We are fascinated with people of great skill.
As a kid, I remember watching Michael Jordan dance his way around defenders to take the game-winning shot of game 6 in the 1998 NBA finals. I was awestruck. To my young mind, MJ was the greatest human being on the planet, the pinnacle of human perfection. I wanted to be like Mike.
Jordan was the most competent player to ever compete – both in his skill and in his knowledge of the game- and this competency led to his larger-than-life legacy and multi-million dollar status.
Our culture idolizes people of great competency. We love to cheer on the worlds best athletes, to buy from the worlds most pioneering businesspeople, and to send our kids to learn from the worlds best and brightest scholars.
Competency gets you places.
But competency alone won’t get you very far in God’s economy. In fact, it’ll get you nowhere without something that God desires more – character.
“Make every effort to supplement your faith with virtue, and virtue with knowledge, and knowledge with self-control, and self-control with steadfastness, and steadfastness with godliness, and godliness with brotherly affection, and brotherly affection with love.” (2 Peter 1:5-7 ESV)
As broken humans, we struggle to see beyond outward performance. We value our competency in a particular skill set because it brings us recognition and respect. But Gods vision and understanding goes so much further. He sees and knows the heart. He wants people of character. He wants us to want to be people of character.
It’s only when our competency is directed, shaped, and ruled by God-honoring character that it truly becomes pleasing to God. It’s only when our competency is combined with this kind of character that our skills become sharpened arrows for God’s use.
In the Austin Stone Worship Manifesto, our lead pastor of worship at the Austin Stone, Aaron Ivey, writes:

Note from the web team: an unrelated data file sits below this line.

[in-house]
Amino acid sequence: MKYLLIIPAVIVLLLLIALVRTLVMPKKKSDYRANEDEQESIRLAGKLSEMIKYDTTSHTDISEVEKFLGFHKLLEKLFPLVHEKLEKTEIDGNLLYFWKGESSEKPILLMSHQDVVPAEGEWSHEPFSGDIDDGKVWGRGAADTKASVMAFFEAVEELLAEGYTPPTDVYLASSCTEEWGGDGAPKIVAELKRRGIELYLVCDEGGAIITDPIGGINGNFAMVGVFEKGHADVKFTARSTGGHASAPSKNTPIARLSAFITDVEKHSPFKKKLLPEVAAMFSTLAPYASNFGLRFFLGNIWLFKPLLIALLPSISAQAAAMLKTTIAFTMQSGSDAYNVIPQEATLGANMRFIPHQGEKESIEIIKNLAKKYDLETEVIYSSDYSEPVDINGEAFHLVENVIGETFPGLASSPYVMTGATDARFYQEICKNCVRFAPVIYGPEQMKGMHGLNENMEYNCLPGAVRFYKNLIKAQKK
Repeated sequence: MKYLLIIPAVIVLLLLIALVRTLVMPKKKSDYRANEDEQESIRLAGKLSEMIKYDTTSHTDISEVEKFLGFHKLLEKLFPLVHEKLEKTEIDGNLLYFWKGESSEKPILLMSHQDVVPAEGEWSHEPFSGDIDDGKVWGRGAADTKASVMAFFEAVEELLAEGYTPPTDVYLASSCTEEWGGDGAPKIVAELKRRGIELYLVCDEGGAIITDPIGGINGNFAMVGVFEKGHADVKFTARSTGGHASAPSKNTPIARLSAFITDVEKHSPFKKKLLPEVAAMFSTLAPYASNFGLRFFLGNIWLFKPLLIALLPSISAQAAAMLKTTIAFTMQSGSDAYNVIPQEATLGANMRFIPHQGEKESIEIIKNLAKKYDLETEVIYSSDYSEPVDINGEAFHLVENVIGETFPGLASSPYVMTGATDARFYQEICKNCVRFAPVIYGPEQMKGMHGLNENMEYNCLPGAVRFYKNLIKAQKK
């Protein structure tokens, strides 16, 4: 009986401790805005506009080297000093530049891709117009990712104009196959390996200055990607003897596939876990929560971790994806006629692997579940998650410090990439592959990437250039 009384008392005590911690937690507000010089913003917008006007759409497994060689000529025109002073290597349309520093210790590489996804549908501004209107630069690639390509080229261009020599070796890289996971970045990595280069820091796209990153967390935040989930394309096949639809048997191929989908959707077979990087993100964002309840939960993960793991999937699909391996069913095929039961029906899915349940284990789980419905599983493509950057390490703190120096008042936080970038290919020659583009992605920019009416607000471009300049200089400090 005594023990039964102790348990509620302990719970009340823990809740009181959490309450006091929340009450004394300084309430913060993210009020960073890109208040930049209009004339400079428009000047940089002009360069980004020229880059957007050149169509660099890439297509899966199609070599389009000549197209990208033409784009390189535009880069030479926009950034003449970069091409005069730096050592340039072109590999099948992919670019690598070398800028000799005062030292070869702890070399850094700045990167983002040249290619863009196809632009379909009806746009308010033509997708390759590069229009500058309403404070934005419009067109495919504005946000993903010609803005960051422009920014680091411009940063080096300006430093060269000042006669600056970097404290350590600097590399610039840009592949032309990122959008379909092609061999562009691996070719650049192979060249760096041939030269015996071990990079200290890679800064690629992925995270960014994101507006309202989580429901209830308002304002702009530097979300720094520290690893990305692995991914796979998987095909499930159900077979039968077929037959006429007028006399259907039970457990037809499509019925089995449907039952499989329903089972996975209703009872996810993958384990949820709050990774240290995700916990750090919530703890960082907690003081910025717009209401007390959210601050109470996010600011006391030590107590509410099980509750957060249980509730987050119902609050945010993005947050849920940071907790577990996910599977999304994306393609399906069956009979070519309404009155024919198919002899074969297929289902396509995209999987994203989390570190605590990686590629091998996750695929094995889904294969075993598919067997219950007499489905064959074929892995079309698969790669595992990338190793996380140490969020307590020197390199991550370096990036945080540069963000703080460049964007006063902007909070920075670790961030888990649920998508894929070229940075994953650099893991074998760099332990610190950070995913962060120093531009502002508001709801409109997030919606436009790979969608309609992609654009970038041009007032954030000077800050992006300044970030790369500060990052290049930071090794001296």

“Artists tend to focus on skill level over character, but character is a necessity for anyone with influence. The size of the platform doesn’t always equal the size of the inward character. Platform typically illuminates skill sets, but the eyes of the Lord see the condition of the heart. Worshiping teams realize that character always trumps competency.”
My students worship band and I recognize the need to lead from a place of humility rather than pride, from brokenness rather than being “the complete package.” It’s when we take on an attitude of humility that we can see our gifting and skill sets properly – as a gift from God to be used for His glory and the good of others, not as a means of self-promotion or gain.
Although my band-mates and I are broken people, we belong to a holy, overwhelmingly kind and loving God. He sees our hearts, and wants them so much more than he wants our songs and skill sets. As a band, we care far more about the inner person than an outer performance.
We value character over competency.
— For the past few months I’ve been been writing about ten values that are shaping my students worship band. This value, “we value character over competency” was borrowed directly from the Austin Stone Worship Manifesto.